This aspect of Hellenistic Philosophy believes in “formal logic, physical introspection of the natural world, as well as, a thoroughly naturalistic explanation of human nature and conduct” (Kemerling n. p. ). Believers of Stoicism greatly feel that life and nature may be carefully studied uniformly and regularly (Kemerling n. p. ). However, Stoicism also holds that people should accept life and the occurrences that go along with it “without complaint, concern, or any kind of emotion” (Kemerling n. p. ).
In addition to that, since materials, friends, and even family may later be taken away naturally and so being attached to them is not highly recommended (Kemerling n. p. ). Epicureanism This particular Hellenistic Philosophy holds that every occurrence in the universe happens by chance and that everything is beyond the control of human being (Kemerling n. p. ). Those who believe in Epicureanism also consider that the reality is that, everything that everyone experiences cannot be altered or changed, thus, individuals would just have to go along with it (Kemerling n. p. ).
Moreover, according to Epicurus, the founder of Epicureanism, such is good especially if almost all the occurrences are agreeable and pleasurable (Kemerling n. p. ). Skepticism This particular school of Hellenistic Philosophy holds the belief that the knowledge of human being is inadequate or incomplete thus when it comes to application, it is also imperfect and partial (Kemerling n. p. ). Furthermore, followers of Skepticism were also made to believe that people do not really know anything about the nature of things since people’s knowledge is limited to that which can be acquired to the senses (Kemerling n.p. ).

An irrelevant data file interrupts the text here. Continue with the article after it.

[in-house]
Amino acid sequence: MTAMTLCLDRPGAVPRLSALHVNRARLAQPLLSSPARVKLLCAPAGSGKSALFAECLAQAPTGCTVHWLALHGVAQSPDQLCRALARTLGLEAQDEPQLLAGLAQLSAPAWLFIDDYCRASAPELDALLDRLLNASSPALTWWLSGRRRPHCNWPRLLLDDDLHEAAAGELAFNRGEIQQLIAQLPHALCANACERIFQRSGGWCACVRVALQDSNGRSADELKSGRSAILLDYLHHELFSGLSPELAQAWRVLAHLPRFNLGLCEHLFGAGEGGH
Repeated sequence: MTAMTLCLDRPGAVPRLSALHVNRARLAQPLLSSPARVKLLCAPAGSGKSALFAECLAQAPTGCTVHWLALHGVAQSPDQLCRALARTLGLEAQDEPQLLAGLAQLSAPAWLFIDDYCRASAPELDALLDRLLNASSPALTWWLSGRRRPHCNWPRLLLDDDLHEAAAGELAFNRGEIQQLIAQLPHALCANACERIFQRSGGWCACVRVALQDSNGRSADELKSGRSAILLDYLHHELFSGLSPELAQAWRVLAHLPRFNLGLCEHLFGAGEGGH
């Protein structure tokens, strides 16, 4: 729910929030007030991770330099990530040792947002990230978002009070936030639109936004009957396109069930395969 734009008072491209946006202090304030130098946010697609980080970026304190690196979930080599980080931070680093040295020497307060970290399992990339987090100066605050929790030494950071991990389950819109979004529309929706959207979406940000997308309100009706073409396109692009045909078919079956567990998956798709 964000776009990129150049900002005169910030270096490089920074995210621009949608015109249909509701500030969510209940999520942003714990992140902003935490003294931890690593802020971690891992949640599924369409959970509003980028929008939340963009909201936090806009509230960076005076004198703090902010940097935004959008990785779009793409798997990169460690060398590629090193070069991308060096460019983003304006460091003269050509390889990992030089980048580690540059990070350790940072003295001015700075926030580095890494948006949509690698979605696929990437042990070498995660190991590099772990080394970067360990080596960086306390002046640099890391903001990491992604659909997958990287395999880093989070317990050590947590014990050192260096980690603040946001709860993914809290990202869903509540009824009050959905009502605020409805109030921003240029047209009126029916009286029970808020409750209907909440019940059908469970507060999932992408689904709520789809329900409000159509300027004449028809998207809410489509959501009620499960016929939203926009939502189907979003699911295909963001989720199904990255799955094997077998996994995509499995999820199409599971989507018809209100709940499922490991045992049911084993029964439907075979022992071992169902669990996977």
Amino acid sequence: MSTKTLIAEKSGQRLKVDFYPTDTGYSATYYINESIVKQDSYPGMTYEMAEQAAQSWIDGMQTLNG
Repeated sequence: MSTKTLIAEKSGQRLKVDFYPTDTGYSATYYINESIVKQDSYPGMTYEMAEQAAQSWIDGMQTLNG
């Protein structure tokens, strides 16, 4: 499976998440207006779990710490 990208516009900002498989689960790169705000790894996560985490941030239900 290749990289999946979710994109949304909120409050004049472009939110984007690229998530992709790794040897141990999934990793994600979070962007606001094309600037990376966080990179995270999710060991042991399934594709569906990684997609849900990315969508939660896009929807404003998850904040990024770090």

This is also the reason why believers of Skepticism often suspend judgment to occurrences they are ignorant about (Kemerling n. p. ). Cynicism This aspect of Hellenistic Philosophy proposed that “alienation from one’s society should occur to be able to experience happiness, as well as, self-sufficiency” (Penso n. p. ). They believe that they belong to the world instead of to their respective nations or cities; this is also the reason why they dislike to go to work (Penso n. p. ).
They prefer to be independent to the point of becoming an activist (Penso n. p. ). In fact, they do not even want to help the government or serve in the military (Penso n. p. ). They just like to do things on their own stating that it is for the world (Penso n. p. ).
Kemerling, Garth. Hellenistic Thought. 27 October 2001. n. a. 11 August 2007 http://www. philosophypages. com/hy/2w. htm Penso, David. Philosophy of the Hellenistic Page. n. d. n. a. 11 August 2007 http://members. tripod. com/~Kekrops/Hellenistic_Files/Hellenistic_Philosophy. html